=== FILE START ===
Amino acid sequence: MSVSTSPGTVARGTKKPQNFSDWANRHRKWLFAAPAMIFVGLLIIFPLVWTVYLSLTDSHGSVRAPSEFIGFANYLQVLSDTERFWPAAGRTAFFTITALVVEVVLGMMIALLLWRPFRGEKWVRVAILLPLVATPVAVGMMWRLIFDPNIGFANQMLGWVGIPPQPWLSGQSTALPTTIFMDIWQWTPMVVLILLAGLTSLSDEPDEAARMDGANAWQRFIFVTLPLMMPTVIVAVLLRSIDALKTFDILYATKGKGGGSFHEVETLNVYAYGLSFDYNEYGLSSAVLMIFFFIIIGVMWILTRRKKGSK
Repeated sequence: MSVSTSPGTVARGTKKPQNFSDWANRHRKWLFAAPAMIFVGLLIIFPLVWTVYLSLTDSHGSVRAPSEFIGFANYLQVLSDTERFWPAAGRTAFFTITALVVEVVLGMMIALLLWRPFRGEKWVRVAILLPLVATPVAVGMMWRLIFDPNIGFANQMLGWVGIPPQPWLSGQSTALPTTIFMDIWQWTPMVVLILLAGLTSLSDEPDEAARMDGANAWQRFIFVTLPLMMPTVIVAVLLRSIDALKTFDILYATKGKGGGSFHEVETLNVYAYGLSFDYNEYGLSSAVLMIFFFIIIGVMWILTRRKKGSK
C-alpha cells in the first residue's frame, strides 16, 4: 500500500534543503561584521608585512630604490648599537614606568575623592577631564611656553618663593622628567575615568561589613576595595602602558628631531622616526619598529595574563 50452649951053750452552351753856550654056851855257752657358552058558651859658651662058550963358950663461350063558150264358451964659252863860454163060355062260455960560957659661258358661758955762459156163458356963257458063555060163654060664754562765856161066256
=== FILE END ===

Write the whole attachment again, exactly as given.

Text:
Amino acid sequence: MSVSTSPGTVARGTKKPQNFSDWANRHRKWLFAAPAMIFVGLLIIFPLVWTVYLSLTDSHGSVRAPSEFIGFANYLQVLSDTERFWPAAGRTAFFTITALVVEVVLGMMIALLLWRPFRGEKWVRVAILLPLVATPVAVGMMWRLIFDPNIGFANQMLGWVGIPPQPWLSGQSTALPTTIFMDIWQWTPMVVLILLAGLTSLSDEPDEAARMDGANAWQRFIFVTLPLMMPTVIVAVLLRSIDALKTFDILYATKGKGGGSFHEVETLNVYAYGLSFDYNEYGLSSAVLMIFFFIIIGVMWILTRRKKGSK
Repeated sequence: MSVSTSPGTVARGTKKPQNFSDWANRHRKWLFAAPAMIFVGLLIIFPLVWTVYLSLTDSHGSVRAPSEFIGFANYLQVLSDTERFWPAAGRTAFFTITALVVEVVLGMMIALLLWRPFRGEKWVRVAILLPLVATPVAVGMMWRLIFDPNIGFANQMLGWVGIPPQPWLSGQSTALPTTIFMDIWQWTPMVVLILLAGLTSLSDEPDEAARMDGANAWQRFIFVTLPLMMPTVIVAVLLRSIDALKTFDILYATKGKGGGSFHEVETLNVYAYGLSFDYNEYGLSSAVLMIFFFIIIGVMWILTRRKKGSK
C-alpha cells in the first residue's frame, strides 16, 4: 500500500534543503561584521608585512630604490648599537614606568575623592577631564611656553618663593622628567575615568561589613576595595602602558628631531622616526619598529595574563 50452649951053750452552351753856550654056851855257752657358552058558651859658651662058550963358950663461350063558150264358451964659252863860454163060355062260455960560957659661258358661758955762459156163458356963257458063555060163654060664754562765856161066256